Until then, producers will monitor the issue for clues about how their farms might be affected.
What are Waters of the United States?
The Clean Water Act aims to preserve the chemical, physical and biological integrity of national waters. The new proposal defines those waters as:
- All waters which are currently used, were used in the past, or may be susceptible to use in interstate or foreign commerce, including all waters which are subject to the ebb and flow of the tide
- All interstate waters, including interstate wetlands
- The territorial seas
- All impoundments of a traditional navigable water, interstate water, the territorial seas or a tributary
- All tributaries of a traditional navigable water, interstate water, the territorial seas or impoundment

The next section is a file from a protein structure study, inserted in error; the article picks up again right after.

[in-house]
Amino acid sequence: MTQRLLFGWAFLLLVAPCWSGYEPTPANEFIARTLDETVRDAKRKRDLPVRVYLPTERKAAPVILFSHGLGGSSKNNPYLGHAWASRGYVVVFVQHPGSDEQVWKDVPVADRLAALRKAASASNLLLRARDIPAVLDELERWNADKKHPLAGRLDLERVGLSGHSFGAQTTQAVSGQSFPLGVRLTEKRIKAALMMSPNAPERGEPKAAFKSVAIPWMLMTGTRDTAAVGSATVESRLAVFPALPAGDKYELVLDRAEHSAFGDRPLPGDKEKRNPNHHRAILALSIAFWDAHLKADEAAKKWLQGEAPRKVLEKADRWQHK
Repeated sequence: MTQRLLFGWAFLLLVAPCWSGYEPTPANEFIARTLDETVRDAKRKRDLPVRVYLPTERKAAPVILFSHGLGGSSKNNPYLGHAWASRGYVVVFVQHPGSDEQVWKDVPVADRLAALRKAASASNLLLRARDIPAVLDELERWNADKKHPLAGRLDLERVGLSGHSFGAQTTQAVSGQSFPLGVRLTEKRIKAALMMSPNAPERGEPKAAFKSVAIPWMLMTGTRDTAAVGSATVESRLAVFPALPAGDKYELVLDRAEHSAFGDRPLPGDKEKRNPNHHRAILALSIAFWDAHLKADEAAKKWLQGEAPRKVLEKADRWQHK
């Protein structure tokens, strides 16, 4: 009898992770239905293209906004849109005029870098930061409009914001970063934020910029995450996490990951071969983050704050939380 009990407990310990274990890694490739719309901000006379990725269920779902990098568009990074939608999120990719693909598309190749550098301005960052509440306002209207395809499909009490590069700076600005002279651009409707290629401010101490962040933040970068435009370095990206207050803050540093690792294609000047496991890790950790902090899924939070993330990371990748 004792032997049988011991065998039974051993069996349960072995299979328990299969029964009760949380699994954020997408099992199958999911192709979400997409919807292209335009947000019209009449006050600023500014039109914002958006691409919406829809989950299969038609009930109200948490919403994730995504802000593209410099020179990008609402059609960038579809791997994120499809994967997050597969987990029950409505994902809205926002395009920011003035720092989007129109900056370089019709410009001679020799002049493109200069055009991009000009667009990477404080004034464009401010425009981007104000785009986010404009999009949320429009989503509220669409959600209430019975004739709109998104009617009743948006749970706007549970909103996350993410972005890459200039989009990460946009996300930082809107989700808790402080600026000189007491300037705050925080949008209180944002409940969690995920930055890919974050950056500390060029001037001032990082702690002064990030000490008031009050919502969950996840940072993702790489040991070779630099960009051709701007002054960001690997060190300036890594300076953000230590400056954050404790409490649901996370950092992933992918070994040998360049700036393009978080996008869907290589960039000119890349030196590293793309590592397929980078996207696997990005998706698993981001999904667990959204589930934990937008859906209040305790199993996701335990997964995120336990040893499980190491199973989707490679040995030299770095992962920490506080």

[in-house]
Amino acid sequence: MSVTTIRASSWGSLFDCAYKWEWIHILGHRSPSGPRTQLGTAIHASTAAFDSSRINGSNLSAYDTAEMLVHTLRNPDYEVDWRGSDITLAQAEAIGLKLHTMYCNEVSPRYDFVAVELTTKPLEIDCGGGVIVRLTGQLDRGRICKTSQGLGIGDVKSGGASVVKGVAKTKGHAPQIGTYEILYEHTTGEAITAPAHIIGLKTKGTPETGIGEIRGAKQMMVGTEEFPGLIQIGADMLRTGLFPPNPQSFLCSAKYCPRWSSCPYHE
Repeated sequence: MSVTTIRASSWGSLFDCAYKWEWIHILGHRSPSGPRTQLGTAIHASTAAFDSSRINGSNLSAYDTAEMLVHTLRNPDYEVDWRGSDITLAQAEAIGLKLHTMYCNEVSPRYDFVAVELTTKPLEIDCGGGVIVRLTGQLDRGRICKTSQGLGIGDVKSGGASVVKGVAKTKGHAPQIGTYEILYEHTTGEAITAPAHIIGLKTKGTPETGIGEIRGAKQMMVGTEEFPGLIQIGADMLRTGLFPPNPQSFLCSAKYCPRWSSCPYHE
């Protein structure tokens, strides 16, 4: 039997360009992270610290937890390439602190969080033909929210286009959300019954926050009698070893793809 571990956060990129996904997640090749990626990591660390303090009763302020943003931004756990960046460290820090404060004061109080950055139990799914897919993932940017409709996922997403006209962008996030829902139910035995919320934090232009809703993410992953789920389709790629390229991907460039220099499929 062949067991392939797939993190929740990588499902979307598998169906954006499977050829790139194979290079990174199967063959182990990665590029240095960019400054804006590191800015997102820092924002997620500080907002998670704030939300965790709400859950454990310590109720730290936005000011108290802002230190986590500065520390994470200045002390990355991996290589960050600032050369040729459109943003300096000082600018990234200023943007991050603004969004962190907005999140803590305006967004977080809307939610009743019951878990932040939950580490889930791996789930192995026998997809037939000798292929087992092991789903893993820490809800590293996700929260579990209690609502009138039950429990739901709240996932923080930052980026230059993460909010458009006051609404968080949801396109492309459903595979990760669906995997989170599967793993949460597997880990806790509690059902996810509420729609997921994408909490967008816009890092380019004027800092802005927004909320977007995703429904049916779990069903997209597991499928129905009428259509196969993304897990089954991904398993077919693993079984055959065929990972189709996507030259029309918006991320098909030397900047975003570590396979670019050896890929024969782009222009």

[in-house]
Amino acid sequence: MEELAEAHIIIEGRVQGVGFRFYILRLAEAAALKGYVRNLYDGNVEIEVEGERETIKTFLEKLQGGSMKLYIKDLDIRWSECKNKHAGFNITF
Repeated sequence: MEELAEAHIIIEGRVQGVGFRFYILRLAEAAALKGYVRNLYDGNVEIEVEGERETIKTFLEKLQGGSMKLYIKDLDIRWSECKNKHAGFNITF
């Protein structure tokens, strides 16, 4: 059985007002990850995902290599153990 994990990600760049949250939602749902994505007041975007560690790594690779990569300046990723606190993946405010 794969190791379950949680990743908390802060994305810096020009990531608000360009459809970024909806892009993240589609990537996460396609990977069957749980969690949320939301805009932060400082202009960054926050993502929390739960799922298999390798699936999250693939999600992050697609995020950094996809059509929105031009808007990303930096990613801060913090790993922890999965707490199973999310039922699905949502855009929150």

- All waters, including wetlands, adjacent to a traditional navigable water, interstate water, the territorial seas, impoundment or tributary
- On a case-specific basis, other waters including wetlands, provided that those waters alone, or in combination with other similarly situated waters, including wetlands, located in the same region, have a significant nexus to a traditional navigable water, interstate water or the territorial seas
Express Your View
Comments about the federal water rule can be shared with the government until Oct. 20. There are several ways producers can submit feedback.
Subject: EPA–HQ–OW–2011–0880 (Be sure to include the above code in the subject line of the message.
Mail your written comments, along with three copies,to:
Water Docket, Environmental Protection Agency,
Mail Code 2822T
1200 Pennsylvania Avenue NW.
Washington, DC 20460
Attention: Docket ID No. EPA–HQ–OW–2011–0880
To read the latest news about the proposed expansion of the federal Clean Water Act, visit www.TopProducer-Online.com/WOTUS.